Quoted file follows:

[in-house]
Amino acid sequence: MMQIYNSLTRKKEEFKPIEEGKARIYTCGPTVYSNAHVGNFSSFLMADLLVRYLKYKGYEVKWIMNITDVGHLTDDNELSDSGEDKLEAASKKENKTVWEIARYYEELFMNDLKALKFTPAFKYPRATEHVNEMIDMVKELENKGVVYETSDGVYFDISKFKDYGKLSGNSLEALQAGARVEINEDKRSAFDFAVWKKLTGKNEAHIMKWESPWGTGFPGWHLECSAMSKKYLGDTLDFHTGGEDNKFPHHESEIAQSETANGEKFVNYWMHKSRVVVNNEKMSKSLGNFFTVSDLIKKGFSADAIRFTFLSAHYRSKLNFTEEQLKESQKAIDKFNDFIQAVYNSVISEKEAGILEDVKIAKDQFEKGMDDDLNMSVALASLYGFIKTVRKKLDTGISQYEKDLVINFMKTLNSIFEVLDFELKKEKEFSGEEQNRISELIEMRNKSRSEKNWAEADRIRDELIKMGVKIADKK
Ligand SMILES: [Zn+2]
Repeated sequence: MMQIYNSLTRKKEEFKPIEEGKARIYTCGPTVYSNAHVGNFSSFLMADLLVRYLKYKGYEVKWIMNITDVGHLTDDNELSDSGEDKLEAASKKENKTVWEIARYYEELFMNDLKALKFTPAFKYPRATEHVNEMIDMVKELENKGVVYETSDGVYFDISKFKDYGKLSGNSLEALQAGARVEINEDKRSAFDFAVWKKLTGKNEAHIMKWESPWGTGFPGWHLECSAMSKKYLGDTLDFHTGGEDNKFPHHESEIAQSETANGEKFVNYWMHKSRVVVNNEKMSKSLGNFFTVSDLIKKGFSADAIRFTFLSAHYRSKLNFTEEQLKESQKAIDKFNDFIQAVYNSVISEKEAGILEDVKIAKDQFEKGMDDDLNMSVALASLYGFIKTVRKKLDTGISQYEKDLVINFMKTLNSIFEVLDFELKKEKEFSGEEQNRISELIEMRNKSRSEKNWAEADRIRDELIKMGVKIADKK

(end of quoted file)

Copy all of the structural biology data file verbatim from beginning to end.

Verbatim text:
[in-house]
Amino acid sequence: MMQIYNSLTRKKEEFKPIEEGKARIYTCGPTVYSNAHVGNFSSFLMADLLVRYLKYKGYEVKWIMNITDVGHLTDDNELSDSGEDKLEAASKKENKTVWEIARYYEELFMNDLKALKFTPAFKYPRATEHVNEMIDMVKELENKGVVYETSDGVYFDISKFKDYGKLSGNSLEALQAGARVEINEDKRSAFDFAVWKKLTGKNEAHIMKWESPWGTGFPGWHLECSAMSKKYLGDTLDFHTGGEDNKFPHHESEIAQSETANGEKFVNYWMHKSRVVVNNEKMSKSLGNFFTVSDLIKKGFSADAIRFTFLSAHYRSKLNFTEEQLKESQKAIDKFNDFIQAVYNSVISEKEAGILEDVKIAKDQFEKGMDDDLNMSVALASLYGFIKTVRKKLDTGISQYEKDLVINFMKTLNSIFEVLDFELKKEKEFSGEEQNRISELIEMRNKSRSEKNWAEADRIRDELIKMGVKIADKK
Ligand SMILES: [Zn+2]
Repeated sequence: MMQIYNSLTRKKEEFKPIEEGKARIYTCGPTVYSNAHVGNFSSFLMADLLVRYLKYKGYEVKWIMNITDVGHLTDDNELSDSGEDKLEAASKKENKTVWEIARYYEELFMNDLKALKFTPAFKYPRATEHVNEMIDMVKELENKGVVYETSDGVYFDISKFKDYGKLSGNSLEALQAGARVEINEDKRSAFDFAVWKKLTGKNEAHIMKWESPWGTGFPGWHLECSAMSKKYLGDTLDFHTGGEDNKFPHHESEIAQSETANGEKFVNYWMHKSRVVVNNEKMSKSLGNFFTVSDLIKKGFSADAIRFTFLSAHYRSKLNFTEEQLKESQKAIDKFNDFIQAVYNSVISEKEAGILEDVKIAKDQFEKGMDDDLNMSVALASLYGFIKTVRKKLDTGISQYEKDLVINFMKTLNSIFEVLDFELKKEKEFSGEEQNRISELIEMRNKSRSEKNWAEADRIRDELIKMGVKIADKK